"Even if you have really thin ice at the start of the melt season, it's still not quite thin enough where it wouldn't matter what the summer weather patterns were," continues Stroeve. "It's not been a particularly warm summer in the Arctic; it's been pretty stormy, lots of cold-core cyclones have come in, and that has helped to limit the ice melt."

But atmospheric temperatures are not the only temps that matter. Sea surface temperatures were higher than normal in coastal regions, melting the ice from the sides and from below—reducing thickness through heat exchange and wave action.

While total sea ice volume is ultimately a more important climate indicator, circumpolar volume has not been observed as continuously as extent, which has been monitored daily via satellites since 1979. While scientists can cobble together scattered volume observational data points from Navy submarines, buoy moorings, field measurements, and satellites, these are limited in number in both space and time.

Rather, to determine reductions in volume over time, scientists have input what observations they have into varied numerical models that estimate sea ice volume over several decades. One of these modeling programs has estimated that sea ice volume declined by 1,029 cubic miles between the end of the summers of 2003 and 2012.

Though sea ice extent was holding steady in mid-September, whether or not that will have any impact on this winter's extent remains hard to say, Stroeve says. Because winters have been getting warmer and warmer, she expects there will still be delays in sea ice formation this autumn—especially in the Chukchi Sea, which melted out early in 2017.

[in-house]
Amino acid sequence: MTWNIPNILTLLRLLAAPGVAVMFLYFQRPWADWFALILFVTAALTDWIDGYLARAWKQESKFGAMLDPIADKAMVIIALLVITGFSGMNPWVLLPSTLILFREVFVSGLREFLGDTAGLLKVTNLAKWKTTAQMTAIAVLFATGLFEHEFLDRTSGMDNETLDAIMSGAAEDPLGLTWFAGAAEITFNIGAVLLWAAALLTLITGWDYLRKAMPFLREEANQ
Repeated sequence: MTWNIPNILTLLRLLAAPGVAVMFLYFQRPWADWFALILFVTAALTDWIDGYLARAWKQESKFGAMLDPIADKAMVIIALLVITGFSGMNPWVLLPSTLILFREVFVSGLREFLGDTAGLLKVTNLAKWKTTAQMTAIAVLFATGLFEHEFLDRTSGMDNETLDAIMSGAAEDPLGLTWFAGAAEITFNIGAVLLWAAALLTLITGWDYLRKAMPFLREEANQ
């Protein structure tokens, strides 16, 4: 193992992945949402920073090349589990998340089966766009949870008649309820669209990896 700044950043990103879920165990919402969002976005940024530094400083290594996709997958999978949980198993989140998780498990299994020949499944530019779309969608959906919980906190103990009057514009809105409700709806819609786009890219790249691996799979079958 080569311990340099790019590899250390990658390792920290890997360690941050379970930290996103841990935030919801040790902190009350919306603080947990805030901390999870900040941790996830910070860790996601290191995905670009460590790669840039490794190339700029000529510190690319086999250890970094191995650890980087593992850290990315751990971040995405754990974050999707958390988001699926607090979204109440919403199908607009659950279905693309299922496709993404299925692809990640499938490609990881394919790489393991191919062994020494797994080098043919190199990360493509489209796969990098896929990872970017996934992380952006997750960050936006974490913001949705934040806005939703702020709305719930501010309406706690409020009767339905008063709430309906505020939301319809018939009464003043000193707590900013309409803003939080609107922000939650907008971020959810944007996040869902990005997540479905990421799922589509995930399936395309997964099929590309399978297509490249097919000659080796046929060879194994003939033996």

The National Oceanic and Atmospheric Administration's National Weather Service Climate Prediction Center states that, due to extensive open water this summer, air temperatures over the Beaufort and Chukchi Seas and along the North Slope of Alaska will likely be far above average through autumn.

And while summer sea ice extent didn't hit any record lows this year, it didn't exactly bounce back either. "We [didn't] have a record low, but [2017 is] still among the lowest we've recorded," Stroeve says. According to NSIDC, 2017 came in at the eighth lowest extent since record-keeping began in 1979. Also, no other 12-month period (September of 2016 to August of 2017) has had such persistently low sea ice extent.

"We're not seeing any sort of recovery in the sea ice. Even if we have an average summer like this one—there was nothing remarkable in the air temperatures—but we still were among the lowest. I think that's where thickness comes into play," Stroeve says. "We're not recovering to the conditions we saw in the 1980s or '90s and that is because the thickness of the ice has gotten to the point where you're not getting any recovery anymore."

What seems fairly certain is that, so long as humanity continues piping greenhouse gases at a staggering rate into the atmosphere, Arctic ice volume will continue deteriorating, and the global climate will continue destabilizing. The Arctic, researchers say metaphorically, is increasingly skating on thin ice.

This story originally appeared at the website of global conservation news service Get updates on their stories delivered to your inbox, or follow @Mongabay on Facebook, Instagram, or Twitter.